Core 2018 Spring Mengku Raw Puer

Tea type
Pu-erh Tea
Ingredients
Not available
Flavors
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Caffeine
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Certification
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Edit tea info Last updated by Togo
Average preparation
Boiling 0 min, 30 sec 6 g 3 oz / 100 ml

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3 Tasting Notes View all

  • “After rinsing the leaves, their wet aroma gave off no alarming or obnoxious smells; some of the immediate sourness and strength, which is present in some young shengs, was not present here. The...” Read full tasting note
    73
  • “Another BLT offering that I’ve had Grandpa style at the office. I actually got this one at work from a fellow coworker, which was kind of cool. He seems pretty into BLT’s Sheng which is something...” Read full tasting note

From Bitterleaf Teas

Using the same material as 2017, this quality, yet budget-friendly raw puer comes from a village in the Xibanshan region of Mengku. This tea demonstrates a unique fragrance and pleasant vegetal flavour without being overwhelming, as well as a noticeable uplifting energy.

This tea is all around solid, with plenty of flavour, excellent processing and an affordable price, making it a difficult candidate to beat as a daily drinker.

Weight: 200 g
Dimensions: 16 × 16 × 1 cm

About Bitterleaf Teas View company

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3 Tasting Notes

73
5 tasting notes

After rinsing the leaves, their wet aroma gave off no alarming or obnoxious smells; some of the immediate sourness and strength, which is present in some young shengs, was not present here. The smell wasn’t necessarily dull, but it gave me nothing to fear continuing. 

The color of the liquor began as a very light yellow, and didn’t stray far from this throughout the session. The tea was clearer than some of the tea I’m more acquainted with, but still wasn’t entirely transparent. Sipping the first steep, there was an immediate sweetness that resonated on the tip of my tongue, and lingered on my lips. As I swallowed the tea, it tingled the middle and back of my tongue. The body of this tea was rather thin, but not distastefully so. The dominant flavor at this point was still the light sweetness, which edged on floral, but was not so bright. The second steep highlighted the lower half of this tea’s flavor, which is a vegetal, somewhat grassy, and slightly bitter, taste. This type of flavor is very common among young shengs, especially ones less than three years in age; however, this component of the tea did not hit as hard as it does in some others like it. The sweetness was not overpowered by this vegetal taste, but it did become clear that there were two fighting flavors in the tea. This part of the tea ramped up against the sweeter counterpart up until steep 6. During this, a underlying and faint creaminess established itself in the brew; recurring, but not very prevalent. Steep 6 was a turning point in flavor, as the vegetal / bitter flavors plateaued, and faded every steep past 6. The sweetness had calmed by this point, but came out on top as it became the dominant flavor in steep 6 +.  This was a nice surprise, and gives the drinker a reason to keep steeping beyond the first few. This said, it is worth nothing that the harder you brew this tea, the more vegetal it will taste; similarly, the quicker you drink it, the less you’ll taste of it’s sweet flavor.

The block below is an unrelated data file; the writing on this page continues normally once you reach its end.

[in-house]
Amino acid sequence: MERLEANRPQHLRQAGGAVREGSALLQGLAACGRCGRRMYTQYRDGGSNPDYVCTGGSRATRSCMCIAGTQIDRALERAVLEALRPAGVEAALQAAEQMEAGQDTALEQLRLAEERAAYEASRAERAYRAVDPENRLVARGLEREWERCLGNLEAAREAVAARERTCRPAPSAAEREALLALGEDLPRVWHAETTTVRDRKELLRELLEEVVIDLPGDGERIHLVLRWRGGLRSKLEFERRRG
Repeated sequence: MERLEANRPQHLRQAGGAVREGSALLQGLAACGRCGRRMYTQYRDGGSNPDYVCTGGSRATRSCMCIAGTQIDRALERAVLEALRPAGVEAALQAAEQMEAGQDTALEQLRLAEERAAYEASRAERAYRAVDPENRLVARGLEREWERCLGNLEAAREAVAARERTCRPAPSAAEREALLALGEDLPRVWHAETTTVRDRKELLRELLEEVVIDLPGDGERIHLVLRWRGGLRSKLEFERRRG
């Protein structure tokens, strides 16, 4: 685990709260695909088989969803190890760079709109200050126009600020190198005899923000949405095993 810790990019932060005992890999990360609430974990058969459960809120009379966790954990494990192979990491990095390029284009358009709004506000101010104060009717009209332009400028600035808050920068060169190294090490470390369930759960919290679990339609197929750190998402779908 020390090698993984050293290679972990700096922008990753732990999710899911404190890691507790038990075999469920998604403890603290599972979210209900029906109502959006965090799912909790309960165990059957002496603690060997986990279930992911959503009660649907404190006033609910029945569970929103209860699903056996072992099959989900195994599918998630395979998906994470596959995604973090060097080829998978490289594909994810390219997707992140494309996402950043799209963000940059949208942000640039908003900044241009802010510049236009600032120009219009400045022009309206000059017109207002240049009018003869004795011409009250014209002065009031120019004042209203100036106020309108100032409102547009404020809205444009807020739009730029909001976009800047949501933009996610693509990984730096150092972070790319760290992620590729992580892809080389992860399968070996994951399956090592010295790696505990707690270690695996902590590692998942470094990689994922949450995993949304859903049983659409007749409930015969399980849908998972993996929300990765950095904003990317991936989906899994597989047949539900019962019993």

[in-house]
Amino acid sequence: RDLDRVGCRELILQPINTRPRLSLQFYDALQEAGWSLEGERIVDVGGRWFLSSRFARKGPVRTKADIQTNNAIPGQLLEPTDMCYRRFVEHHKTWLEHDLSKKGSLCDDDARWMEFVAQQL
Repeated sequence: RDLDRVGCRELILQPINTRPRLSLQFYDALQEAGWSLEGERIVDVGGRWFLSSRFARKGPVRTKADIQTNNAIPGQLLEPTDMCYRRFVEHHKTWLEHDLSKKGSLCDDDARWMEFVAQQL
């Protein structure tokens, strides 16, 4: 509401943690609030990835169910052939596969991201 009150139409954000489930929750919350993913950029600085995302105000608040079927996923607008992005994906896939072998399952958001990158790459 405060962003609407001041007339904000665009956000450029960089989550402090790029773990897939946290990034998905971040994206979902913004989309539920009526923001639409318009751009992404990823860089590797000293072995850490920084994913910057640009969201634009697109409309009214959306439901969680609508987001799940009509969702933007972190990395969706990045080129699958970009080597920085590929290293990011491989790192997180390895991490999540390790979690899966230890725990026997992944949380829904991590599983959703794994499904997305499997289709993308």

In conclusion, this young sheng doesn’t bring much to the table in terms of complexity or body feel, but it is an excellent value for a daily drinker – $36 for a whole 200g cake, which, at one year’s age, is an incredibly tame young sheng. The sweetness may dull with age, but if the body of the tea is to beef up over the next few years, I could see it evolving into a very interesting brew. 

Specs:
6.8g / 100ml 
100c (boiling) water
Steep time = 5x seconds, where x = steep number

Preparation
Boiling 0 min, 30 sec 6 g 3 OZ / 100 ML

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11910 tasting notes

Another BLT offering that I’ve had Grandpa style at the office.

I actually got this one at work from a fellow coworker, which was kind of cool. He seems pretty into BLT’s Sheng which is something that I haven’t explored too thoroughly myself so it’s been great having him bring stuff in for me to try/learn more about.

I actually liked this one a lot! Like, way more than I expected to based on the company description. Vegetal sheng? Not generally my thing AT ALL. It did taste vegetal to me, but in spite of that I still found a lot of appreciation in the fruity notes accompanying those vegetal qualities. It was wicked smooth, and had a very solid body and balance of bitterness verse fresh, sweet fruit notes. I can definitely see why this is something that BLT identifies as a good daily drinker; I know I drank it for several hours throughout my work day – something that is very rare for me with most sheng.

TJ Elite

While I haven’t tried Core myself, Bitterleaf’s Sterling is another Mengku tea which shares a quite similar profile based on your description. It brews a very dense cup both in texture and flavor and is priced very affordably. I think it’s $7.50 for 50g, so could be worth considering dropping in your cart if you’re placing an order with them at some point in the future.

Roswell Strange

I already own a bar of it :)

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